Intellectual Property | Web Browsing Referred To European Court

On 17th April the UK Supreme Court gave judgment in the case of Public Relations Consultants Association v The Newspaper Licensing Agency and Others [2013] UKSC18 answering the question of whether or not a user of a computer creates a copy of a web page when viewing that page.

When viewing a web page, the technical process requires temporary copies to be made on screen and also on the hard disk of the computer. The inevitable consequence of this is breach of copyright in the information being viewed.

The court overruled the appeal judgment given in the High Court and held that there that a user does not breach copyright law when viewing a web page as they are not downloading the web page or printing the web page.

The case in question was between the Newspaper Licensing Agency (NLA) and a media monitoring company called Meltwater. Meltwater charges PR companies a fee to supply email alerts on news articles relating specific search terms which usually link to their clients. These search terms then generate automatic headline links which are emailed to the client. The client can then use the link to direct them to the relevant article on the internet.

The Supreme Court’s majority opinion was that web pages shown on a computer monitor are “merely an incidental consequence of using a computer to view material” and are therefore exempt from breaching copyright laws pursuant to section 28A of the Copyright Design and Patent Act 1988 which states that copyright “is not infringed by making a temporary copy which is transient or incidental…to the lawful use of the work and which has no independent economic significance.”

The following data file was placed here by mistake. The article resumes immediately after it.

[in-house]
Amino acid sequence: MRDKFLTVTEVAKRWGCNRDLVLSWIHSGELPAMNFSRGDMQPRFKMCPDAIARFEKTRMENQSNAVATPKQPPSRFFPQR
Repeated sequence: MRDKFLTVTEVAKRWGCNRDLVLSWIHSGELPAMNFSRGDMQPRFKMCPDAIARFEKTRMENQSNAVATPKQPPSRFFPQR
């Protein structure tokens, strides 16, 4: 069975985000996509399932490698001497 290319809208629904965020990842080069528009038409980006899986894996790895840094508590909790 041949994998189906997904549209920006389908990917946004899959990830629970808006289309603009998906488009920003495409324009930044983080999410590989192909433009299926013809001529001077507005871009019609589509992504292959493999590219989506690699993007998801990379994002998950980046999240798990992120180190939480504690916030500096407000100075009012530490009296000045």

The Supreme Court said that to find otherwise would have been “an unacceptable result”, as it would have made infringers of the many millions of ordinary users of the internet who browse for private as well as commercial purposes.

The Court however refrained from giving judgment and instead requested that the case be referred to the European Court of Justice for confirmation that the Supreme Courts opinion is harmonised with EU Directive 2001/29/EC which states that temporary reproductions of copyrighted works do not breach EU copyright law.

As a solicitor, Rebecca Howlett, specialises in intellectual property

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Mackrell Turner Garrett Solicitors in London